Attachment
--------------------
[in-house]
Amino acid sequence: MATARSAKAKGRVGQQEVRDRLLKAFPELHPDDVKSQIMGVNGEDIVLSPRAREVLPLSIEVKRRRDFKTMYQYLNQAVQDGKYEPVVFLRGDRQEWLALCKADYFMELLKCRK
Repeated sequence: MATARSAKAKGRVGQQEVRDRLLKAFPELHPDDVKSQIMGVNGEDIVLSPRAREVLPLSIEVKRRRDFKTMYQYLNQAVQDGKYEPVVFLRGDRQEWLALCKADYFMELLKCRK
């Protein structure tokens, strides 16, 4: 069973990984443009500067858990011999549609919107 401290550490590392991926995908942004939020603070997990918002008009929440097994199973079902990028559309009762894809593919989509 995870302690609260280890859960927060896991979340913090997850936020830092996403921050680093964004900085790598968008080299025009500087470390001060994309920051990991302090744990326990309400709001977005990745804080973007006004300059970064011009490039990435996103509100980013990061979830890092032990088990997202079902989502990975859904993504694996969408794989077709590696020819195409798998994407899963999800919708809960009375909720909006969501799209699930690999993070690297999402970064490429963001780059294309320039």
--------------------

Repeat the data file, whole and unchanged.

[in-house]
Amino acid sequence: MATARSAKAKGRVGQQEVRDRLLKAFPELHPDDVKSQIMGVNGEDIVLSPRAREVLPLSIEVKRRRDFKTMYQYLNQAVQDGKYEPVVFLRGDRQEWLALCKADYFMELLKCRK
Repeated sequence: MATARSAKAKGRVGQQEVRDRLLKAFPELHPDDVKSQIMGVNGEDIVLSPRAREVLPLSIEVKRRRDFKTMYQYLNQAVQDGKYEPVVFLRGDRQEWLALCKADYFMELLKCRK
């Protein structure tokens, strides 16, 4: 069973990984443009500067858990011999549609919107 401290550490590392991926995908942004939020603070997990918002008009929440097994199973079902990028559309009762894809593919989509 995870302690609260280890859960927060896991979340913090997850936020830092996403921050680093964004900085790598968008080299025009500087470390001060994309920051990991302090744990326990309400709001977005990745804080973007006004300059970064011009490039990435996103509100980013990061979830890092032990088990997202079902989502990975859904993504694996969408794989077709590696020819195409798998994407899963999800919708809960009375909720909006969501799209699930690999993070690297999402970064490429963001780059294309320039």